Leading Through Mistakes | Lead Change Group


Leading Through Mistakes | Lead Change Group.

I love articles like this.  I love that they speak to what we all inherently know and feel and understand to be true and right in the world.  And I love that in this case it provides insights from those in places that do this well, as it gives hope that we can all achieve the same.

I also struggle with them, as not only someone who studies and practices in this field but also as a worker who experiences the alternative.  We read articles and research and the myriad other pieces of information that confirm our core beliefs in the way we should treat others and be treated, but often when that bubble bursts we are standing or sitting in an environment that is exactly the opposite.  So what do we do?

I am a firm believer in demonstrating what we want to see in others.  Admit when you make mistakes, and mean it.  It definitely isn’t always easy and it certainly can make you more vulnerable,  but if all of can continually present our mistakes to others and own them, others may feel more willing to do the same.  This helps remove the stigma and hopefully help to influence the culture around you, no matter whether you are have positional authority or not.

We can also attempt to provide feedback and suggestions to those around us on using the many methods of using mistakes for good, not evil.  We can suggest articles, books, papers, and more that have information and would be “some interesting reading” in a friendly and caring attempt to help others to see some new ways they could do things.  But we cannot always get through, and need to know when to back off.

It can be easy to be positive when we talk about what we should do, or what we know is true, but the reality is that many workplaces out there do not have cultures that support this mentality.  Even worse, there are many organizations that do, but some of the managers do not support the same.  In these cases, if you have exhausted every avenue, there may be no other choice but to leave the team, group, department, or even the company.  Being in an environment that burns you down for mistakes, or having a manager that refuses to admit their own while ensuring that any of your own are glaring, pointed, and clearly spotlighted will suck the very life from you and all work you do.  I firmly believe that change can happen, and that the things we know about the interactions between engagement and motivation, leadership, communication, and behaviors is true and important.  The catch is that we have to know when the environment and/or people are open to that change.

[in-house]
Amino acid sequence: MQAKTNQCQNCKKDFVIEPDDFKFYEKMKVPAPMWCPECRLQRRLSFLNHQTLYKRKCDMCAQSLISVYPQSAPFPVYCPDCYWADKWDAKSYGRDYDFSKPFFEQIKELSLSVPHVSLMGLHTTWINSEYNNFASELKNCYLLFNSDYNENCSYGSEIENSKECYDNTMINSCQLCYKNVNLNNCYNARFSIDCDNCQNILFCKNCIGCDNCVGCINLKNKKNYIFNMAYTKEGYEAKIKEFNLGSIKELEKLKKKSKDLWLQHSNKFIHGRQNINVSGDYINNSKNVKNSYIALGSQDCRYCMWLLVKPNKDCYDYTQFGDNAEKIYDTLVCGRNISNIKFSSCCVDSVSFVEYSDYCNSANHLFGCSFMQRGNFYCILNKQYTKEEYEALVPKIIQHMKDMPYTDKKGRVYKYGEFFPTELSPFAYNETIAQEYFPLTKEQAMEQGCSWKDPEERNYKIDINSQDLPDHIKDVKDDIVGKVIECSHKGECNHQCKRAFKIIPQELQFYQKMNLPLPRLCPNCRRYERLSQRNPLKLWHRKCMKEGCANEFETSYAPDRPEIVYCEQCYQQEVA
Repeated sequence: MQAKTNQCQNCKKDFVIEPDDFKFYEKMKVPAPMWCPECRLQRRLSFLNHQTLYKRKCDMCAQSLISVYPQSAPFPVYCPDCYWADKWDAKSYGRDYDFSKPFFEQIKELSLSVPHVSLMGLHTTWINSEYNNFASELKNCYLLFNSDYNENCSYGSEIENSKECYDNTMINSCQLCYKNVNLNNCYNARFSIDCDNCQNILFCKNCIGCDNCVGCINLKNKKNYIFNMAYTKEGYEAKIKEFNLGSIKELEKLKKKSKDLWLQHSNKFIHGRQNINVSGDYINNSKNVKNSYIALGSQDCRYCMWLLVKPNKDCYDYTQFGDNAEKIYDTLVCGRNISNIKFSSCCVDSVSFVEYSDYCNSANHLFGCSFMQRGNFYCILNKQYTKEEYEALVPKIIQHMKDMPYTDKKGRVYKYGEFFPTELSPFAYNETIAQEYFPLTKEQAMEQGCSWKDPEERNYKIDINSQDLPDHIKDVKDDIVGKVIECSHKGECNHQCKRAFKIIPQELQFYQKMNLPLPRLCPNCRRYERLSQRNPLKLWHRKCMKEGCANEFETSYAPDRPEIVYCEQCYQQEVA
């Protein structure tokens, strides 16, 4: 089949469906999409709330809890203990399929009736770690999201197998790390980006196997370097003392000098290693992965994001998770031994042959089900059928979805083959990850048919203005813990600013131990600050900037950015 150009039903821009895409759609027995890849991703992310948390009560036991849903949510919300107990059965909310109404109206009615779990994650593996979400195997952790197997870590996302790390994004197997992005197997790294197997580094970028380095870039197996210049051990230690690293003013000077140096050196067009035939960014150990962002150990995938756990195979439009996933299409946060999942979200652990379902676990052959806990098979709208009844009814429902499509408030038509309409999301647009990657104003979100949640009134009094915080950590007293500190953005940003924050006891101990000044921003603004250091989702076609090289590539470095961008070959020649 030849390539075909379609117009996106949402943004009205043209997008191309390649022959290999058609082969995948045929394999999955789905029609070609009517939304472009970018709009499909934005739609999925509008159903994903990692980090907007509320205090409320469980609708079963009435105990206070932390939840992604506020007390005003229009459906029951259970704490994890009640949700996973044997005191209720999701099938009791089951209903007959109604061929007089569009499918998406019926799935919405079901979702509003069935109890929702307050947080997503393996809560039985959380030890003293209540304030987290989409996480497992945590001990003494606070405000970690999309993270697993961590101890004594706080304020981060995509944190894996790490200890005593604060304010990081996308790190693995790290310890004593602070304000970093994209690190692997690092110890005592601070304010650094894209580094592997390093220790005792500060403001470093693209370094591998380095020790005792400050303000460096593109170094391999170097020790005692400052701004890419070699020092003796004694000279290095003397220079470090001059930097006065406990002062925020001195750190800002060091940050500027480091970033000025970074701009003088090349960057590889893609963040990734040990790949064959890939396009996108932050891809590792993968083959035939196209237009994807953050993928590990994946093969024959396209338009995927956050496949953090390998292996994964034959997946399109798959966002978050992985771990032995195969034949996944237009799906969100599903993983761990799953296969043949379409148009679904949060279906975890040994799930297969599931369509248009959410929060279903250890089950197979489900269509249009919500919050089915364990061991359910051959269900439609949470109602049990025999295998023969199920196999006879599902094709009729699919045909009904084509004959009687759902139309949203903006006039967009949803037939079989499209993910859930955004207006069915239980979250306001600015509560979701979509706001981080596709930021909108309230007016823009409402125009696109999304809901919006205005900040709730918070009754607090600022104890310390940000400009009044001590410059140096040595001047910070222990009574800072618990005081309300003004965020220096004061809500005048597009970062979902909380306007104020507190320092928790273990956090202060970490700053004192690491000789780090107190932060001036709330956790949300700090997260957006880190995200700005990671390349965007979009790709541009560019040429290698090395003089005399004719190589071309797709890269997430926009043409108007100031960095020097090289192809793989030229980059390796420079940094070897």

For leaders,  think for a moment on not what your perspective is, but what is the perspective of those that you are in charge of?  Do they feel like you are supportive?  Do they feel like they can make a mistake?  How do you help them?  How would you view or treat your employees differently if they were your friends instead of employees?

What do you think?  Have you been in a situation like this, as an employee and/or as a leader, and what was it?  How did you handle it?  What would your recommend to others?

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12 Ways to Maximize Collisions of Perspective | Leadership Freak


12 Ways to Maximize Collisions of Perspective | Leadership Freak.

I am a firm believer in the fact that conflict can be healthy and does not have to be negative, but the key is to be able to disagree in a healthy manner.  As always, the Leadership Freak hits it dead on!  Don’t run from conflict, but embrace it with clear boundaries and rules and it can become one of the greatest business tools you have at your disposal!  I think we often forget that many inventions and innovations happened when someone was told that they couldn’t, or shouldn’t, or wouldn’t, or it would never work.  Conflict, though not always comfortable, is often the catalyst for great things!

When you have time, lead your team.


In the not-so-distant past, I had the opportunity to experience a situation unfolding where a manager has taken on the role of “working manager” to a detrimental point, exacerbated by a number of facts.  First, they are in a first-time management position with direct reports, which started as one and grew to 6 in a very short period of about two-and-a-half to three years.  To make matters worse, their role has increasingly taken on more individual contributor responsibilities, while the responsibilities of the team members reporting to them have Man facing problems and stressbecome increasingly varied and complex.  This is a recipe for disaster.